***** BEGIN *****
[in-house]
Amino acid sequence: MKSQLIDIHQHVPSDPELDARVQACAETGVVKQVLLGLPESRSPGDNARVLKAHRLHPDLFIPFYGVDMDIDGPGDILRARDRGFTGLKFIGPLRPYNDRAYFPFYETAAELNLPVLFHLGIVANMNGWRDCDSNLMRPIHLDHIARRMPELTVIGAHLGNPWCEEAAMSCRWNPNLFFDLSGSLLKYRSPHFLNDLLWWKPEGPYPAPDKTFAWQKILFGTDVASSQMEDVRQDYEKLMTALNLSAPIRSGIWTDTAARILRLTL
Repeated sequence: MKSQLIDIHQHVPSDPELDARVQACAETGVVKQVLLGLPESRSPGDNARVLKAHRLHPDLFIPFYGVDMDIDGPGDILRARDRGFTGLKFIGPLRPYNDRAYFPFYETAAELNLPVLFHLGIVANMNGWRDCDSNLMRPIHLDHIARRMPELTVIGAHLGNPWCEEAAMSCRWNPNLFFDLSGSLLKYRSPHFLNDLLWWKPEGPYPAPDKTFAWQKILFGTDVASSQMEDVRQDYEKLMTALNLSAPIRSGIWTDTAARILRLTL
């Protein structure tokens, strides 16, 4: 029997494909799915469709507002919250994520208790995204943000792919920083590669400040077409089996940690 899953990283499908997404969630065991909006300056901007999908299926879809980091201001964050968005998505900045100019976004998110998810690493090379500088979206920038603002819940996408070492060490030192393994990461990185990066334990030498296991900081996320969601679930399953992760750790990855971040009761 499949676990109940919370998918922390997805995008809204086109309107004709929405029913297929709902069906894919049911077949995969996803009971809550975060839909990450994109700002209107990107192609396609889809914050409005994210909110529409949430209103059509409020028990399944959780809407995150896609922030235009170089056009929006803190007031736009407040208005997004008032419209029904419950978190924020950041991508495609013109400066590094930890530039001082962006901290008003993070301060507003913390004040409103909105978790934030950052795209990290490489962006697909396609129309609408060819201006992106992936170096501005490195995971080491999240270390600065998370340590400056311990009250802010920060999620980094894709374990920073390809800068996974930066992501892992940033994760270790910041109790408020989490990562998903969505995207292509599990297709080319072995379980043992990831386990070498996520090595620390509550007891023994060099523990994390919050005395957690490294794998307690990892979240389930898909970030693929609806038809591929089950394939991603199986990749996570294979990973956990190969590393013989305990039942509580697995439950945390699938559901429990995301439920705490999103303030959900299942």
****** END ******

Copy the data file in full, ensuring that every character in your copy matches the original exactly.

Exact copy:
[in-house]
Amino acid sequence: MKSQLIDIHQHVPSDPELDARVQACAETGVVKQVLLGLPESRSPGDNARVLKAHRLHPDLFIPFYGVDMDIDGPGDILRARDRGFTGLKFIGPLRPYNDRAYFPFYETAAELNLPVLFHLGIVANMNGWRDCDSNLMRPIHLDHIARRMPELTVIGAHLGNPWCEEAAMSCRWNPNLFFDLSGSLLKYRSPHFLNDLLWWKPEGPYPAPDKTFAWQKILFGTDVASSQMEDVRQDYEKLMTALNLSAPIRSGIWTDTAARILRLTL
Repeated sequence: MKSQLIDIHQHVPSDPELDARVQACAETGVVKQVLLGLPESRSPGDNARVLKAHRLHPDLFIPFYGVDMDIDGPGDILRARDRGFTGLKFIGPLRPYNDRAYFPFYETAAELNLPVLFHLGIVANMNGWRDCDSNLMRPIHLDHIARRMPELTVIGAHLGNPWCEEAAMSCRWNPNLFFDLSGSLLKYRSPHFLNDLLWWKPEGPYPAPDKTFAWQKILFGTDVASSQMEDVRQDYEKLMTALNLSAPIRSGIWTDTAARILRLTL
């Protein structure tokens, strides 16, 4: 029997494909799915469709507002919250994520208790995204943000792919920083590669400040077409089996940690 899953990283499908997404969630065991909006300056901007999908299926879809980091201001964050968005998505900045100019976004998110998810690493090379500088979206920038603002819940996408070492060490030192393994990461990185990066334990030498296991900081996320969601679930399953992760750790990855971040009761 499949676990109940919370998918922390997805995008809204086109309107004709929405029913297929709902069906894919049911077949995969996803009971809550975060839909990450994109700002209107990107192609396609889809914050409005994210909110529409949430209103059509409020028990399944959780809407995150896609922030235009170089056009929006803190007031736009407040208005997004008032419209029904419950978190924020950041991508495609013109400066590094930890530039001082962006901290008003993070301060507003913390004040409103909105978790934030950052795209990290490489962006697909396609129309609408060819201006992106992936170096501005490195995971080491999240270390600065998370340590400056311990009250802010920060999620980094894709374990920073390809800068996974930066992501892992940033994760270790910041109790408020989490990562998903969505995207292509599990297709080319072995379980043992990831386990070498996520090595620390509550007891023994060099523990994390919050005395957690490294794998307690990892979240389930898909970030693929609806038809591929089950394939991603199986990749996570294979990973956990190969590393013989305990039942509580697995439950945390699938559901429990995301439920705490999103303030959900299942």